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Rajasthan Oriental Research Institute Jodhpur

The Majesty of Jodhpur’s Rajasthan Oriental Research Institute

Of all the tourist attractions Jodhpur has in its charm list to enthral you, the mightiest is the Rajasthan Oriental Research Institute. This institute is a little less than 60 years old and it enriches the Rajasthani heritage to the brim. Just take a stroll and you would be engulfed in the richness of its valuable manuscripts and rare calligraphy.

History of the Institute

The foundation stone of the Rajasthan Oriental Research Institute was laid in 1955 by Dr. Rajendra Prasad and its doors were opened for the public on the 14th of September of the year 1958. Jodhpur is the headquarters of the institute and the other branches are at Alwar, Jaipur, Chittaurgarh, Udaipur, Kota, Bharatpur and Bikaner. The Rajasthan Oriental Research Institute was established by the State Government of Rajasthan under the supervision of Purattvacharya Muni Jinavijayaji who was an associate of Royal Asiatic Society. The initial motive behind the establishment of this institute was to uplift Sanskrit studies and folk literature of Rajasthan.

A Brief Milieu of the Institute

The devotion towards education and preserving of the ancient manuscripts led to the establishment of this institute. The Nath sect and the Vallabh sect of the rulers and also the Jain clerics of Nagaur encouraged the conservation of the antique paintings and scriptures. The Rajasthan government in 1950 formed the Sanskrit Mandal with the aim to preserve the manuscripts and other ancient documents. The Rajasthan Oriental Research Institute was inaugurated by Mohanlal Sukhadia in 1958 who was at that time the Chief Minister of the state of Rajasthan. There was a branch at Tonk that was later modified into Centre for Arabic and Persian Studies. The branch at Bharatpur was built with the help of 5000 manuscripts that were donated by the local scholars. The government recognised the institute in 1956 and the main aims and objectives of the RORI were set up.

Objectives of RORI

  • To conduct a thorough survey of the ancient Prakrit, Sanskrit and Aprabhamsha manuscripts so that the cultural heritage of Rajasthan is upheld.
  • To improve the Reference Library by either purchasing or getting books on donation
  • To make sure that the manuscripts that are preserved provide adequate research material for scholars or people intending to utilise them for studious purposes.
  • To edit manuscripts that are to be utilised for different research purposes
  • To collect devotional literature and folk literature

There is a series of books that were published by the institute. These books are on varied genre like Sanskrit manuscripts, Prakrit manuscripts, Musicology, Vedic literature, Philosophy, Medicine and a plethora of other genres.

The Art Gallery

The art gallery inside the Rajasthan Oriental Research Institute is a gorgeous portico to watch. There are various styles of miniature paintings like the Western Indian, Pal, Rajput and different other regional trends. The most popular in the collection are the Bhagvad Gita that is in Jammu & Kashmir mode or in South Indian Tanjavur style. These miniature paintings have captured the world tourist’s eyes and have been broadcasted on international television in various travelogues.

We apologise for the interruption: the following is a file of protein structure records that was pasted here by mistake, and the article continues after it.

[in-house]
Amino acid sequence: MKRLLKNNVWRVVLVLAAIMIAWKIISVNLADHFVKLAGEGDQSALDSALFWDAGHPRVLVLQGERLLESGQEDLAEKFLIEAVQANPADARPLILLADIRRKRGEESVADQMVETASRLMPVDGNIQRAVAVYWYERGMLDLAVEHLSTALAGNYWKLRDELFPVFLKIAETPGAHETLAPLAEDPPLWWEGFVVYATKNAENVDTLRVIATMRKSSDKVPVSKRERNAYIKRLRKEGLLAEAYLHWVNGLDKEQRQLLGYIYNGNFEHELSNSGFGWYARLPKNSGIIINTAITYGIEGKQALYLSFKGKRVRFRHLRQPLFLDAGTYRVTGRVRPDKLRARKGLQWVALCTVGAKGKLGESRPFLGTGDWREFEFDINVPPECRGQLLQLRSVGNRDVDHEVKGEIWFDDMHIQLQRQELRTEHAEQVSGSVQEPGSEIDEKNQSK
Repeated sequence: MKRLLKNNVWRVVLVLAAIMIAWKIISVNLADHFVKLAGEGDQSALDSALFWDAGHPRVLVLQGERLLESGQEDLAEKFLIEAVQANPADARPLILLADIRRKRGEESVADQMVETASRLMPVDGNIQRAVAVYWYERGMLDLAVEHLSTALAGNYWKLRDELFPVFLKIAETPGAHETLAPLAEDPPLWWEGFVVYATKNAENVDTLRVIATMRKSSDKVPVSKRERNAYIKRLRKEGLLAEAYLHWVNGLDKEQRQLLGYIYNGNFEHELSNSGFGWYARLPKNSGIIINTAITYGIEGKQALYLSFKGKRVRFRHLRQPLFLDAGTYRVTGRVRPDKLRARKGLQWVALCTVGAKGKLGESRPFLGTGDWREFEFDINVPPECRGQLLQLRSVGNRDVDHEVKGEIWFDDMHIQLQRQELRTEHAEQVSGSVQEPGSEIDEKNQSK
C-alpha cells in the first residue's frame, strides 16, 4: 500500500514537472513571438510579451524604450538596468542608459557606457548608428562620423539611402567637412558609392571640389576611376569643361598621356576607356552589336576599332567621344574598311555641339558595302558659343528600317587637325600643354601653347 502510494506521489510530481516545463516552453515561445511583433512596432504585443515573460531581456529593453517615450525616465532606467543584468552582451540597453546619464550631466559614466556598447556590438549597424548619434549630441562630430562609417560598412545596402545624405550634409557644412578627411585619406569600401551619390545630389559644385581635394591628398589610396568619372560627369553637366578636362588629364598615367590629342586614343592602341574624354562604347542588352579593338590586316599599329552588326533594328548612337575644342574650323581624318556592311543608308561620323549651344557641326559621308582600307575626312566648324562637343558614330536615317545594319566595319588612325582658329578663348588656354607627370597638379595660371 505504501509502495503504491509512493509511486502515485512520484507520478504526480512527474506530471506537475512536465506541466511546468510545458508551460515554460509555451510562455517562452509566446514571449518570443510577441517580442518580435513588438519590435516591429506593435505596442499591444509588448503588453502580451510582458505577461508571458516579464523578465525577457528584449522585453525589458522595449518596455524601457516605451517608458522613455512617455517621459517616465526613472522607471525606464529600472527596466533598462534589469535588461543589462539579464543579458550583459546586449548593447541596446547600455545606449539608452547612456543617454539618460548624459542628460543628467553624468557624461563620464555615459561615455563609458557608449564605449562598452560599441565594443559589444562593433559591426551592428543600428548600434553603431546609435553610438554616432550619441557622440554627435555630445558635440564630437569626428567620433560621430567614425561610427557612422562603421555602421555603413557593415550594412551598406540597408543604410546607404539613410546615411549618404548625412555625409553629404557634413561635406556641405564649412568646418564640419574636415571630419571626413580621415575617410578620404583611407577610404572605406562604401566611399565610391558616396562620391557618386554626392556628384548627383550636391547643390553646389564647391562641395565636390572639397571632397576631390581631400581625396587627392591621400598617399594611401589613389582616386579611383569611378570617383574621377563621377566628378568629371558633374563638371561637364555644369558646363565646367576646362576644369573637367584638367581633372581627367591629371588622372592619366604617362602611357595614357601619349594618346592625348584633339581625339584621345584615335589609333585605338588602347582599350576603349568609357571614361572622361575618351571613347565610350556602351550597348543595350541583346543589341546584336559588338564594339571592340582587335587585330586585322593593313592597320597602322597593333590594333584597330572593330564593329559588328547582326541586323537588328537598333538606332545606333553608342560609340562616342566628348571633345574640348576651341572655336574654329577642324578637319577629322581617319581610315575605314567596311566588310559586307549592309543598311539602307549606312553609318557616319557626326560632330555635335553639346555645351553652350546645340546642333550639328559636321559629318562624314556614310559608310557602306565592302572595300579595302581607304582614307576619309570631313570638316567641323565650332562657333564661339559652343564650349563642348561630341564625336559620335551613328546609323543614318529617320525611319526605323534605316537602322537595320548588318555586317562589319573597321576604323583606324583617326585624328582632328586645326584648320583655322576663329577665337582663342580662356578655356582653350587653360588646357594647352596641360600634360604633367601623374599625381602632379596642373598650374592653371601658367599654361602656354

The archives of Rajasthan Oriental Research Institute are filled with rare manuscripts which total to 1.23 lakhs which are distributed amongst the headquarters at Jodhpur and also in the seven branches. In total there are 1, 23,728 manuscripts in eight branches including Jodhpur.

In Jodhpur (headquarters) there are 41,374 manuscripts. In Alwar there are 7559 manuscripts. In Chittaurgarh there are 5429 manuscripts.  In Jaipur there are 13003 manuscripts. In Udaipur there are 6910 manuscripts. In Kota there are 9924 manuscripts.  In Bikaner there are 29,429 manuscripts. In Bharatpur there are 10,100 manuscripts. The manuscripts include a plethora of miniature paintings, Prakrit, Apabhramsha and Sanskrit scripts, and Rajasthani vernacular manuscripts. The scripts mainly highlight the teachings of Ayurveda (Natural medicine), Dharma Shastra (Religion), Vedas, Astrology (Jyotish), Black Magic (Tantra mantra) and Philosophy.

Laboratory and Microfilm Unit

The laboratory was established in the institute in the year 1992 and the most ancient manuscripts are stored in steel cupboards that are locked. This laboratory takes care of the preservation of the manuscripts. In the year 1985 the microfilm unit was built in the institute and illustrated manuscripts are taken care of by this unit.

Reference Library

There are printed books that total to a number of 29,950 in this library. Almost all the books that are in the library’s collection are of publications that have gone out of print. The series of Sanskrit books that fall under Anand Mala or Chaukhamba or Kavya Mala are there in this library.

How to Reach the Rajasthan Oriental Research Institute in Jodhpur

The institute is situated in a very convenient position in the Jodhpur city. Airport is at a distance of 5 kilometres from the centre of the Jodhpur city. Daily flights are available from Mumbai, Udaipur, Jaipur and New Delhi. Trains from all major cities of the country run to Jodhpur almost daily or on alternate days. By road also you can reach Jodhpur from all major towns of Rajasthan and buses and hired cars are easily available. Buses also depart daily from the national capital and reach Jodhpur overnight.

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